Could my patient with acute dysuria and less than 10,000 E. coli/ml on urine culture still have a urinary tract infection (UTI)?

Absolutely! Although historically ≥100,000 bacteria/ml has been used as a criterion for UTI based on studies of women with pyelonephritis in the 1950s,1 several studies have since found that this criterion may not be met in up to 50% of symptomatic patients with UTI. 2-6 A lower criterion of 100-1,000 bacteria/ml of urine increases the sensitivity of urine culture to ~90% or more for diagnosis of UTI (albeit with lower specificity). 2-5

A 1982 NEJM study involving UTIs due to coliforms in acutely dysuric women found that the traditional count of ≥100,000 bacteria/ml in midstream urine missed ~50% of cases based on positive bladder cultures. 2 Similarly a 2013 NEJM study reported that 40% of women with symptomatic UTI would be missed if the ≥100,000 bacteria/ml criterion for midstream urine is used. 3

Among symptomatic men, 32% have been found to have <100,000 bacteria/ml in their midstream urine 4 and a single urine specimen by urethral catheterization growing ≥ 100 bacteria/ml is consistent with bacteriuria for both men and women. 5

Since most of these studies have involved UTI caused by E. coli or other coliforms, more data are needed to find out if the same findings apply to non-coliform urinary pathogens.

Bonus Pearl: Did you know that because quantitative urine culture results are concentration dependent (ie, “per ml”), a dilute urine—as may be found in patients experiencing diuresis—will result in lower numbers of bacteria/ ml. 5

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 References

  1. Kass EH. Asymptomatic infections of the urinary tract. Trans Assoc Am Physicians 1958;69:56-74. https://pubmed.ncbi.nlm.nih.gov/13380946/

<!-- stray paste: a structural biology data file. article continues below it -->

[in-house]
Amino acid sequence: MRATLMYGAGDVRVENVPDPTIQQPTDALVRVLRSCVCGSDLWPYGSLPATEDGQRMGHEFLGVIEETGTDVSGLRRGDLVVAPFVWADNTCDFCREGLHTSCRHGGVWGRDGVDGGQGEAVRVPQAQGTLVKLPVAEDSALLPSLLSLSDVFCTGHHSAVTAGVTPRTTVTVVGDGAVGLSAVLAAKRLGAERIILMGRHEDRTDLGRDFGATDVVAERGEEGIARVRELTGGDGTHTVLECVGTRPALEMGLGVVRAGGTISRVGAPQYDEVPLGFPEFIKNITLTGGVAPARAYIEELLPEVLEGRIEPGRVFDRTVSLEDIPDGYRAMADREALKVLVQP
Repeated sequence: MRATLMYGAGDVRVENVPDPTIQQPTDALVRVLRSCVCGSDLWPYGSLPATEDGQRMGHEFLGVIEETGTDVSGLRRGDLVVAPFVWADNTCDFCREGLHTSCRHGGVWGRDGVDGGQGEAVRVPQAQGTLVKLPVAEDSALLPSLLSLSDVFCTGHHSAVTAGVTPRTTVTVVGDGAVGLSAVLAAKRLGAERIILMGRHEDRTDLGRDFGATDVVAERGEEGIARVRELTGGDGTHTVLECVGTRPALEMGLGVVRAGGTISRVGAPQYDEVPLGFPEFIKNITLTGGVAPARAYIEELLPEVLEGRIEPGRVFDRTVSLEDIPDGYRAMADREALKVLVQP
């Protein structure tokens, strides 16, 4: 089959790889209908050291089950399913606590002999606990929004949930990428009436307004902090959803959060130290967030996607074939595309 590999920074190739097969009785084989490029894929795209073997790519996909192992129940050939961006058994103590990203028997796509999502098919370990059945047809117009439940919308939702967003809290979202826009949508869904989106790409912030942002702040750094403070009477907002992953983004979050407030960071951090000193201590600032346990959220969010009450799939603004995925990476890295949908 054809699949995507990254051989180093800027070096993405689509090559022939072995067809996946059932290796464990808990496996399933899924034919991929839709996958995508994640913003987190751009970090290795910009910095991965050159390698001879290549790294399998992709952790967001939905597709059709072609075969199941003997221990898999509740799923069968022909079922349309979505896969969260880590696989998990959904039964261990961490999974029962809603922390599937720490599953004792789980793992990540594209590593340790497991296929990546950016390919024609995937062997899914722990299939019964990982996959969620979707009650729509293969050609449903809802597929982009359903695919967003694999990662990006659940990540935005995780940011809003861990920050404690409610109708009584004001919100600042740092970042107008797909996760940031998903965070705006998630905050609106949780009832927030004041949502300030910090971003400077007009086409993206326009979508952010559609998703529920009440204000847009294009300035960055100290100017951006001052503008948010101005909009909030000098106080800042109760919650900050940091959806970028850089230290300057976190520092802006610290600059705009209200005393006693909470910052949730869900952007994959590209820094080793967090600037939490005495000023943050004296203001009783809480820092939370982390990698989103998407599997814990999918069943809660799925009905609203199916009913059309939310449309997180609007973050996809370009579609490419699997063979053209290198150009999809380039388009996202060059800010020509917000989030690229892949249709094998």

2. Stamm WE, Counts GW, Running KR, et al. Diagnosis of coliform infection in acutely dysuric women. N Engl J Med 1982;307:463-8. https://pubmed.ncbi.nlm.nih.gov/7099208/
  3. Hooten TM, Roberts PL, Cox ME, et al. Voided midstream urine culture and acute cystitis in premenopausal women. N Engl J Med 2013;369:1883-91. https://www.nejm.org/doi/full/10.1056/NEJMoa1302186
  4. Lipsky BA, Ireton RC, Fihn SD, et al. Diagnosis of bacteriuria in men: specimen collection and culture interpretation. J Infect Dis 1987;155:847-54. https://pubmed.ncbi.nlm.nih.gov/3559288/
  5. Nicolle LE, Bradley S, Colgan R, et al. Infectious Diseases Society of America Guidelines for the diagnosis and treatment of asymptomatic bacteriuria in adults. Clin Infect Dis 2005;40:643-54. https://pubmed.ncbi.nlm.nih.gov/15714408/
  6. Roberts KB, Wald ER. The diagnosis of UTI: colony count criteria revisited. Pediatrics 2018;141:e20173239. https://doi.org/10.1542/peds.2017-3239

Disclosures: The listed questions and answers are solely the responsibility of the author and do not necessarily represent the official views of Massachusetts General Hospital, Harvard Catalyst, Harvard University, its affiliate academic healthcare centers, or its contributors. Although every effort has been made to provide accurate information, the author is far from being perfect. The reader is urged to verify the content of the material with other sources as deemed appropriate and exercise clinical judgment in the interpretation and application of the information provided herein. No responsibility for an adverse outcome or guarantees for a favorable clinical result is assumed by the author. Thank you!

Could my patient with acute dysuria and less than 10,000 E. coli/ml on urine culture still have a urinary tract infection (UTI)?